(Reported by Noriko KANAHARA)

Next, Professor Masahi Haneda (UTCP) introduced our program (the “secularization, state and religion” program) and explained the importance of the workshop.


After looking back upon the activities undertaken in this program, such as workshops, lectures and seminars, Prof. Haneda pointed out the difficulties Japanese speakers face in considering and speaking on the problem of “secularization (Sezoku-ka)” in English, since the understanding of a word often reflects the background knowledge each speaker has. In Japan, it was in the late 19th century when the division between sezoku (世俗) and shukyo (宗教) was imported from Europe through the translation of the terms secular and religion. So when we Japanese speakers talk of the “secular”, we are thinking of sezoku, and when we talk of “religions”, we are thinking of shukyo. But the dichotomy between the secular and religion did not, however, always fit the historical background in Japan, and as a result, it often disagrees with the Japanese dichotomy between sezoku and shukyo even today. He mentioned that if we try to deepen the discussion on secularization and religion, we must be conscious of and overcome this disagreement. Professor Haneda then stated that the “secular / religion” division has overlapped, especially after 9.11, with the division between the West and the East and that it has led to discrimination against Muslims. He emphasized the importance of constructing “World History” so as to go beyond this division.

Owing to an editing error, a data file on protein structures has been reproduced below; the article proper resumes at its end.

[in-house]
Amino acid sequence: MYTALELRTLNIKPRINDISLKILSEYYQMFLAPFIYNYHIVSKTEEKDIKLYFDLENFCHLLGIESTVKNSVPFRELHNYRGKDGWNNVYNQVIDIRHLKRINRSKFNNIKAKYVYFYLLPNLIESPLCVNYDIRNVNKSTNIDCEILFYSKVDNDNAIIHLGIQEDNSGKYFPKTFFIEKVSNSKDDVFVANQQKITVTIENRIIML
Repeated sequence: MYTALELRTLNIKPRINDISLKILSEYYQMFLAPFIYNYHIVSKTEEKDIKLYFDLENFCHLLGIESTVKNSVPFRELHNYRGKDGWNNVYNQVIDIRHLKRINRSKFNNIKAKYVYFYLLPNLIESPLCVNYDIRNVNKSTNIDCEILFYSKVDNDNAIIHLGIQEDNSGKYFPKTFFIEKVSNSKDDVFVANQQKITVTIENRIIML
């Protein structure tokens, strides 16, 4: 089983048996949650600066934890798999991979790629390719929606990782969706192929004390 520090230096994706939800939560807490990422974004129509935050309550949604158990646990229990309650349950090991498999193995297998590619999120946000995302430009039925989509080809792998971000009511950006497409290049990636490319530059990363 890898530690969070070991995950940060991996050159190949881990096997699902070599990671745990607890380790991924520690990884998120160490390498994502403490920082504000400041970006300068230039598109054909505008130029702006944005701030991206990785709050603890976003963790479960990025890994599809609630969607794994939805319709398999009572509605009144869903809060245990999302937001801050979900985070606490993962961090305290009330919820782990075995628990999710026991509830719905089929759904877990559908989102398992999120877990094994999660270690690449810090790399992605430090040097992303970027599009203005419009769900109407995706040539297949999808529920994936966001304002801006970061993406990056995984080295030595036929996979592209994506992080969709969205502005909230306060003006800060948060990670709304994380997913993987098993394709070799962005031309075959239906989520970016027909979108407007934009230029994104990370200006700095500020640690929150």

(Reported by: Akiyoshi OHNO)

Panel 1

Mariko Naito (The University of Tokyo, Centre for Philosophy) and Rodney Sebastian (National University of Singapore, Department of Sociology) were the presenters of panel one.

Naito’s presentation, “Rethinking the Dichotomy between Religious and Secular: The Emergence of Religion in Modern Japan,” compared Natsume Soseki’s Kokoro (1914) with Lafcadio Hearn’s Kokoro: Hints and Echoes of Japanese Inner Life (1896). According to Naito, Natsume Soseki considered the dichotomy of religion and the secular as one variation of the conflicts between individual and the state, heart and body, inner and external worlds, refusal to work and productive work, etc. In this perspective, religion was expected to be an alternative to the sphere of the nation-state and capitalism. Contrary to this, Hearn tried to overcome the dichotomy between religion and the secular by historicizing it with the introduction of another dichotomy: East/West.